The Rubber Cup goes back to Richard Sapper, then-professor at the Stuttgart Academy of Art: students from all universities were invited to participate in this race on the condition that their vehicles were powered by nothing but 20g of rubber. This usually resulted in rather big vehicles as the tension of the rubber was supposed to generate the speed of movement so that the vehicles would either be rather fast or would run over a long period of time. The Köln International School of Design (KISD) also set up a project to participate in the race. After many attempts to power the vehicle through the tension of the rubber, a totally different concept was developed: the rubber was cut into small pieces, set on fire and the heat of combustion was used to power a very small vehicle. The KISD vehicle won the race against many competitors because it was clearly the fastest.
Designers we met in Milano in 2000.
In 1999, as a result of an initiative by Köbi Gantenbein, chief editor of the magazine Hochpaterre, we were invited to St. Moritz (Switzerland) to talk with local officials from the culture and tourism departments about the establishment of a new design event. We proposed to invite important international design professionals to come to St. Moritz for three days each year before Christmas in order to discuss essential new design perspectives. We suggested, however, doing this without an audience because, otherwise, these kinds of discussions tend to turn into marketing events. The St. Moritz officials loved the idea and, starting in 2000, the St. Moritz Design Summit took place for the first time (followed by seven more editions) in the exclusive Suvretta House. To secure the summit’s financing, Michael Erlhoff (who, in 1991, together with British American Tobacco/BAT had founded the Raymond Loewy Foundation for the promotion of design) was able to get BAT, and thus the foundation, on board to support the project. And so we invited 30 excellent design experts each year to …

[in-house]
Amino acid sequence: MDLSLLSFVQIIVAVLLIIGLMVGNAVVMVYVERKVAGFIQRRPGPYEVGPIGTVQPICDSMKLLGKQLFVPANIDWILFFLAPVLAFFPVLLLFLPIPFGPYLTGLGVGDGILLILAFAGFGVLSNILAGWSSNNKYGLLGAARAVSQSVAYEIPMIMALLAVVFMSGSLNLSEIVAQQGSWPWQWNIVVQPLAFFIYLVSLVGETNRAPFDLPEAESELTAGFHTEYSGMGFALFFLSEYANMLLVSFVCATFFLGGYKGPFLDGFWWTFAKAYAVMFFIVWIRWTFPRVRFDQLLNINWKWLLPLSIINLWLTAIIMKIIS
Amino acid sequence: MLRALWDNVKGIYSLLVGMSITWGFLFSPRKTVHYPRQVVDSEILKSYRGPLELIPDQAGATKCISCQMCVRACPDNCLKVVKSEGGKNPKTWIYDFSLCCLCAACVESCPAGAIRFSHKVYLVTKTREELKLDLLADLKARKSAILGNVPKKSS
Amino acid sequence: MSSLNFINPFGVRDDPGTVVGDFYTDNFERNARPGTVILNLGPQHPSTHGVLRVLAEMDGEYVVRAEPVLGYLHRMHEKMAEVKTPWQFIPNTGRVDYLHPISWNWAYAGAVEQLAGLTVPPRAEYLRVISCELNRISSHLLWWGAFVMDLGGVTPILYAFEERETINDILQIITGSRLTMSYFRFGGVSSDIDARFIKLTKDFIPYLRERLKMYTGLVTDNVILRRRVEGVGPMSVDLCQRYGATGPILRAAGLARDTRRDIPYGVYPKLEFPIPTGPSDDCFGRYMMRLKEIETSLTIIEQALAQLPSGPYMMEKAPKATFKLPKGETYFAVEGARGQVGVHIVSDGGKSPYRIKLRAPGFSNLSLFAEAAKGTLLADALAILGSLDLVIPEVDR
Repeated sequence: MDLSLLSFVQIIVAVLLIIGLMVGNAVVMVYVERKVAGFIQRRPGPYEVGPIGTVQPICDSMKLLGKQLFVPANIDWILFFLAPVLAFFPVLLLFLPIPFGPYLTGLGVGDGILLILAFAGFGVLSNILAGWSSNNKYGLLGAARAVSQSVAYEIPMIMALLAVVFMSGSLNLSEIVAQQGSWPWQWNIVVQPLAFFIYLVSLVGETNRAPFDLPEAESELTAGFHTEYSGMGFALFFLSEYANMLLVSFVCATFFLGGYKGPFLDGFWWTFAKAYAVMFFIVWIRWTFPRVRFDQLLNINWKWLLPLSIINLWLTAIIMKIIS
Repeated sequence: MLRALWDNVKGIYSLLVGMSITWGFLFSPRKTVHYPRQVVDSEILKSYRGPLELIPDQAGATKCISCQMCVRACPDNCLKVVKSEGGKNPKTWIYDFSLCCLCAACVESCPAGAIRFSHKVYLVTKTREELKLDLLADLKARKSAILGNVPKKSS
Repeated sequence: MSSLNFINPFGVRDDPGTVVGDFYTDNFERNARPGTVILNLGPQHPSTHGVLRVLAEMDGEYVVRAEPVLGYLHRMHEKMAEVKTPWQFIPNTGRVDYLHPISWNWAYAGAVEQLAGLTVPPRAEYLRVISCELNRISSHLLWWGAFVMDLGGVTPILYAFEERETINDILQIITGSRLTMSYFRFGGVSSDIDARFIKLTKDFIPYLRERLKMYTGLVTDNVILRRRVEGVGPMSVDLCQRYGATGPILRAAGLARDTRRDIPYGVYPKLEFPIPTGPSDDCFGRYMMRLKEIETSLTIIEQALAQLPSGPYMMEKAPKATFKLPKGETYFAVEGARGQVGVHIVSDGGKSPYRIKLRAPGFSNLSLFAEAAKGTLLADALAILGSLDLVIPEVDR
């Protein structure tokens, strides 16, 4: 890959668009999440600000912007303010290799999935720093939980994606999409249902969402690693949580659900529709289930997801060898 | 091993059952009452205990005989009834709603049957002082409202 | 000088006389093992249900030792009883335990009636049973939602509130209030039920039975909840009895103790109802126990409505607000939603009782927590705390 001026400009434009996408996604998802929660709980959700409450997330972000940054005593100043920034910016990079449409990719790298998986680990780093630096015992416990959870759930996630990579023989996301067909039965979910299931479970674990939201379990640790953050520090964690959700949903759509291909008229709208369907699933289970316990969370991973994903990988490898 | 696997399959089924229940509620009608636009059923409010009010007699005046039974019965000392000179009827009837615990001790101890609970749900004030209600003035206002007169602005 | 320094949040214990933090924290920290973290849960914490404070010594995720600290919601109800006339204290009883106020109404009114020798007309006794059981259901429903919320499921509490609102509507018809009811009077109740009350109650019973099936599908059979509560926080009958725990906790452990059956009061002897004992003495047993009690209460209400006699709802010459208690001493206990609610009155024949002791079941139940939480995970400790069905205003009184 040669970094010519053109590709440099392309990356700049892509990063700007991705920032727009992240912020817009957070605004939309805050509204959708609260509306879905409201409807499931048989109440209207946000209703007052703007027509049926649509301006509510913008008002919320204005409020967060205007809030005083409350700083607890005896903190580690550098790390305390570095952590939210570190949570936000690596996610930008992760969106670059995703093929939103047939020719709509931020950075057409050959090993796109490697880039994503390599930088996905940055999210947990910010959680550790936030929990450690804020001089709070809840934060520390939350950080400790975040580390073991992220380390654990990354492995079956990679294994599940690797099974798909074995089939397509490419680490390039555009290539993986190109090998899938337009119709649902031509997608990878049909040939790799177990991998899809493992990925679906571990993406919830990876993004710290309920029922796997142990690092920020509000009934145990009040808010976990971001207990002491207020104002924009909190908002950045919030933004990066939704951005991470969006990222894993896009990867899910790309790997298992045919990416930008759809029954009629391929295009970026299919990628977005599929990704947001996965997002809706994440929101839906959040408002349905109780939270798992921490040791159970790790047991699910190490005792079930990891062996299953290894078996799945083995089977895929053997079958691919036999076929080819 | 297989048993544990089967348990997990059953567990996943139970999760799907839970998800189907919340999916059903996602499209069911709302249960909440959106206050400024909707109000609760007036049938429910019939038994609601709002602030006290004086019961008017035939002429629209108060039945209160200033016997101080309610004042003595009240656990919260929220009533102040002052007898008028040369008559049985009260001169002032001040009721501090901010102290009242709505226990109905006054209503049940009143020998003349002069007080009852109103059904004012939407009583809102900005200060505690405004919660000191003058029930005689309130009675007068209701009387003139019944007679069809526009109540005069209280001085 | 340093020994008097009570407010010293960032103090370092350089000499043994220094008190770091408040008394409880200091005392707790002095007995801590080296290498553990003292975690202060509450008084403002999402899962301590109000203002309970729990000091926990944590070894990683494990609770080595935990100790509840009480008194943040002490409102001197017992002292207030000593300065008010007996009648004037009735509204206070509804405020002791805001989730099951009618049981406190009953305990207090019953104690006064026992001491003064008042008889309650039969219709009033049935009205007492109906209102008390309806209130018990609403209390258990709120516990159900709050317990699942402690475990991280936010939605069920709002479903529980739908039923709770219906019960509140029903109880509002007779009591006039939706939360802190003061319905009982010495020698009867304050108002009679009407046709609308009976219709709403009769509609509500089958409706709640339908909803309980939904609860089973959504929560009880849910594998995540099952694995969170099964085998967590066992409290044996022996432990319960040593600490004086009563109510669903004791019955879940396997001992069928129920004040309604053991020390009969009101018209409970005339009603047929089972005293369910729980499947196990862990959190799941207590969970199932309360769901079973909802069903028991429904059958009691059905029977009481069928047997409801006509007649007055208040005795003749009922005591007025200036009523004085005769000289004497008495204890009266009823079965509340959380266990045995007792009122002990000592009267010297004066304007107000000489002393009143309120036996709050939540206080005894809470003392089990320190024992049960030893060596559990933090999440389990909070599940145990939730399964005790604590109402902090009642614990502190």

People we’ve met. This gallery is available in high resolution at Flickr (no commercial use, credit).